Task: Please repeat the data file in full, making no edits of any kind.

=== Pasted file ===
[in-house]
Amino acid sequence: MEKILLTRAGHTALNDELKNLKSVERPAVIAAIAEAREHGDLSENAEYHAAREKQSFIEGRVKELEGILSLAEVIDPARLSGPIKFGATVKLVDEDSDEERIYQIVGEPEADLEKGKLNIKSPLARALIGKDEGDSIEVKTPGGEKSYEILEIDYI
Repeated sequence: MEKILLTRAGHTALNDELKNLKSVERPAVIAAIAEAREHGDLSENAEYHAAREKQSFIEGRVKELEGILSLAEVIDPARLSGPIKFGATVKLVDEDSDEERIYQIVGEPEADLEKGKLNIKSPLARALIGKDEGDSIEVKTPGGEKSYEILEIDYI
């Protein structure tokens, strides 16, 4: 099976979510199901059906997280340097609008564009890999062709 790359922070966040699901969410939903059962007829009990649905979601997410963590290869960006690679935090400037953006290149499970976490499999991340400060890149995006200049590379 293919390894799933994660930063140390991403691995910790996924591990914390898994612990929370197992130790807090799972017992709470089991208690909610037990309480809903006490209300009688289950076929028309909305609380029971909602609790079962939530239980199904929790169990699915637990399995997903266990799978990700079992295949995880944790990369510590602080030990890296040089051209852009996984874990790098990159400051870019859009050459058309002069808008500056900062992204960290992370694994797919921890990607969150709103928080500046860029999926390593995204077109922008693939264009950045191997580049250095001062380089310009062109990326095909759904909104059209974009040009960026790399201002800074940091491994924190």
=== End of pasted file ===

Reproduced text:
[in-house]
Amino acid sequence: MEKILLTRAGHTALNDELKNLKSVERPAVIAAIAEAREHGDLSENAEYHAAREKQSFIEGRVKELEGILSLAEVIDPARLSGPIKFGATVKLVDEDSDEERIYQIVGEPEADLEKGKLNIKSPLARALIGKDEGDSIEVKTPGGEKSYEILEIDYI
Repeated sequence: MEKILLTRAGHTALNDELKNLKSVERPAVIAAIAEAREHGDLSENAEYHAAREKQSFIEGRVKELEGILSLAEVIDPARLSGPIKFGATVKLVDEDSDEERIYQIVGEPEADLEKGKLNIKSPLARALIGKDEGDSIEVKTPGGEKSYEILEIDYI
């Protein structure tokens, strides 16, 4: 099976979510199901059906997280340097609008564009890999062709 790359922070966040699901969410939903059962007829009990649905979601997410963590290869960006690679935090400037953006290149499970976490499999991340400060890149995006200049590379 293919390894799933994660930063140390991403691995910790996924591990914390898994612990929370197992130790807090799972017992709470089991208690909610037990309480809903006490209300009688289950076929028309909305609380029971909602609790079962939530239980199904929790169990699915637990399995997903266990799978990700079992295949995880944790990369510590602080030990890296040089051209852009996984874990790098990159400051870019859009050459058309002069808008500056900062992204960290992370694994797919921890990607969150709103928080500046860029999926390593995204077109922008693939264009950045191997580049250095001062380089310009062109990326095909759904909104059209974009040009960026790399201002800074940091491994924190």